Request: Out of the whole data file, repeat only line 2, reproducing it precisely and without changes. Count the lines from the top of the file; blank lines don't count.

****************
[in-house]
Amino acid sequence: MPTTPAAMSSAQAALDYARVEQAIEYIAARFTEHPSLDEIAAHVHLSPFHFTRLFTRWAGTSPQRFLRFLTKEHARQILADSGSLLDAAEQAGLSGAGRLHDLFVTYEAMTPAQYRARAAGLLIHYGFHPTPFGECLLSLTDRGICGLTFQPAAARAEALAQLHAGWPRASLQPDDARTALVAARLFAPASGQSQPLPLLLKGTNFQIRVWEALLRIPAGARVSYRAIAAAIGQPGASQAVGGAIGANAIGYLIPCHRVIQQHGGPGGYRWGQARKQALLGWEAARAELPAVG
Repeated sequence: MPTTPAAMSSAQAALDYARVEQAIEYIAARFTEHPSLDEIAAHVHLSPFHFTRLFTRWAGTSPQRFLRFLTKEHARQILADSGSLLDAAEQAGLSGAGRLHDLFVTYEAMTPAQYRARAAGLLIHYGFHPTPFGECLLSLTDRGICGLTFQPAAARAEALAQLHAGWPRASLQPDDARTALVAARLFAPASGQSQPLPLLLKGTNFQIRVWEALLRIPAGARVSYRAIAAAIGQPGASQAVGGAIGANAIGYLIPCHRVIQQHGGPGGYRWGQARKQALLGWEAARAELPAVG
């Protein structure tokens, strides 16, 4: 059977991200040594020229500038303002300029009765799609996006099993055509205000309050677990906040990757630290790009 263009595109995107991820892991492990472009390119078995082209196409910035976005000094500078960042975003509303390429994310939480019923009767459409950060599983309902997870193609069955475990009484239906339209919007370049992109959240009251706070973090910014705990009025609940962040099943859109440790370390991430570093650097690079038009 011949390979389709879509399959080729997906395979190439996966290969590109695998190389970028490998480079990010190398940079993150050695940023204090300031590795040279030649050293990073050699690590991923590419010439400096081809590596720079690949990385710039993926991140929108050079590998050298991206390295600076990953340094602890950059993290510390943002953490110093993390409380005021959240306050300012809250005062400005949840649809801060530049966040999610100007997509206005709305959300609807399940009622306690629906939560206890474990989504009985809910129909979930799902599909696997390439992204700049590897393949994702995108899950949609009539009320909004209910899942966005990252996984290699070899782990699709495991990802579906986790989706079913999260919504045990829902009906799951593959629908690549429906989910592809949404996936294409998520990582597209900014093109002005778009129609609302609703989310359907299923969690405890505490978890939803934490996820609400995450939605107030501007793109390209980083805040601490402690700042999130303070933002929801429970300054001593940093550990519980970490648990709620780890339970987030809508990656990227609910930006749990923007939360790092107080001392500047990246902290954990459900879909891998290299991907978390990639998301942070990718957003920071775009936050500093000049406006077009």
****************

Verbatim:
Amino acid sequence: MPTTPAAMSSAQAALDYARVEQAIEYIAARFTEHPSLDEIAAHVHLSPFHFTRLFTRWAGTSPQRFLRFLTKEHARQILADSGSLLDAAEQAGLSGAGRLHDLFVTYEAMTPAQYRARAAGLLIHYGFHPTPFGECLLSLTDRGICGLTFQPAAARAEALAQLHAGWPRASLQPDDARTALVAARLFAPASGQSQPLPLLLKGTNFQIRVWEALLRIPAGARVSYRAIAAAIGQPGASQAVGGAIGANAIGYLIPCHRVIQQHGGPGGYRWGQARKQALLGWEAARAELPAVG